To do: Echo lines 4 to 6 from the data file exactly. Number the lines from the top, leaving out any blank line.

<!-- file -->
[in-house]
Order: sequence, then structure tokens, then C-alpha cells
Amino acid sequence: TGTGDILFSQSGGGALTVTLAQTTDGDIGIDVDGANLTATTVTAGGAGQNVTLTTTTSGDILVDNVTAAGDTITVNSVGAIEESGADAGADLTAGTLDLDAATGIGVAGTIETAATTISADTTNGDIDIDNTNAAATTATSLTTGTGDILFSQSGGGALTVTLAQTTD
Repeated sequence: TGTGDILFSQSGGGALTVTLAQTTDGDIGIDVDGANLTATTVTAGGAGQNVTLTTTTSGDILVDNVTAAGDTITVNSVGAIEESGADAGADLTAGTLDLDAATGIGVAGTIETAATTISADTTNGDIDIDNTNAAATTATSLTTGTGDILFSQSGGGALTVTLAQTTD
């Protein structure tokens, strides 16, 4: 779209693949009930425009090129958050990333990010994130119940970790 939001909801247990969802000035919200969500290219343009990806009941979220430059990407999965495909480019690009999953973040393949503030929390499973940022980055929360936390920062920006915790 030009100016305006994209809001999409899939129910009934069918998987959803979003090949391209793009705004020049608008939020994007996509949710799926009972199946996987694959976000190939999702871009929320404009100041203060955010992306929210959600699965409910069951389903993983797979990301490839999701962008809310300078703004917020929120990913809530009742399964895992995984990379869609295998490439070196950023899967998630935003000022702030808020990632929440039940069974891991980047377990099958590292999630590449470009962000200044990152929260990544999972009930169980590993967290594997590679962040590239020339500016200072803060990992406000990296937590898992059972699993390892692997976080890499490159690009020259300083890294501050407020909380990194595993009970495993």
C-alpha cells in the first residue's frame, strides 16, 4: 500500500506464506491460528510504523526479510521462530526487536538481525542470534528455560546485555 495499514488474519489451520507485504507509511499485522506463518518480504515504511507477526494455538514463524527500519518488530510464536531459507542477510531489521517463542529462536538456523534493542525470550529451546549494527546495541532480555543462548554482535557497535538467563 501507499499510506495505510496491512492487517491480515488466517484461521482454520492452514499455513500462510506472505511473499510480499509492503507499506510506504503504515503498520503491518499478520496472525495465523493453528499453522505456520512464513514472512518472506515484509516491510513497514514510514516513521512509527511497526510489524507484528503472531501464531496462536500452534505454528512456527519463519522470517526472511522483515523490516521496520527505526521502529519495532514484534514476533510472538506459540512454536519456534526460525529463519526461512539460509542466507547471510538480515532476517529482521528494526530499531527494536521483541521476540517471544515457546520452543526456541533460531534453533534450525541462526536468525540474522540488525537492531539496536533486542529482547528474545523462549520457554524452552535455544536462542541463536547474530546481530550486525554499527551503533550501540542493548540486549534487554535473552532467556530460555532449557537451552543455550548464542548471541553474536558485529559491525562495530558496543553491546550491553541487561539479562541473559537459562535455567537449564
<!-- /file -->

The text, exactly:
Repeated sequence: TGTGDILFSQSGGGALTVTLAQTTDGDIGIDVDGANLTATTVTAGGAGQNVTLTTTTSGDILVDNVTAAGDTITVNSVGAIEESGADAGADLTAGTLDLDAATGIGVAGTIETAATTISADTTNGDIDIDNTNAAATTATSLTTGTGDILFSQSGGGALTVTLAQTTD
């Protein structure tokens, strides 16, 4: 779209693949009930425009090129958050990333990010994130119940970790 939001909801247990969802000035919200969500290219343009990806009941979220430059990407999965495909480019690009999953973040393949503030929390499973940022980055929360936390920062920006915790 030009100016305006994209809001999409899939129910009934069918998987959803979003090949391209793009705004020049608008939020994007996509949710799926009972199946996987694959976000190939999702871009929320404009100041203060955010992306929210959600699965409910069951389903993983797979990301490839999701962008809310300078703004917020929120990913809530009742399964895992995984990379869609295998490439070196950023899967998630935003000022702030808020990632929440039940069974891991980047377990099958590292999630590449470009962000200044990152929260990544999972009930169980590993967290594997590679962040590239020339500016200072803060990992406000990296937590898992059972699993390892692997976080890499490159690009020259300083890294501050407020909380990194595993009970495993």
C-alpha cells in the first residue's frame, strides 16, 4: 500500500506464506491460528510504523526479510521462530526487536538481525542470534528455560546485555 495499514488474519489451520507485504507509511499485522506463518518480504515504511507477526494455538514463524527500519518488530510464536531459507542477510531489521517463542529462536538456523534493542525470550529451546549494527546495541532480555543462548554482535557497535538467563 501507499499510506495505510496491512492487517491480515488466517484461521482454520492452514499455513500462510506472505511473499510480499509492503507499506510506504503504515503498520503491518499478520496472525495465523493453528499453522505456520512464513514472512518472506515484509516491510513497514514510514516513521512509527511497526510489524507484528503472531501464531496462536500452534505454528512456527519463519522470517526472511522483515523490516521496520527505526521502529519495532514484534514476533510472538506459540512454536519456534526460525529463519526461512539460509542466507547471510538480515532476517529482521528494526530499531527494536521483541521476540517471544515457546520452543526456541533460531534453533534450525541462526536468525540474522540488525537492531539496536533486542529482547528474545523462549520457554524452552535455544536462542541463536547474530546481530550486525554499527551503533550501540542493548540486549534487554535473552532467556530460555532449557537451552543455550548464542548471541553474536558485529559491525562495530558496543553491546550491553541487561539479562541473559537459562535455567537449564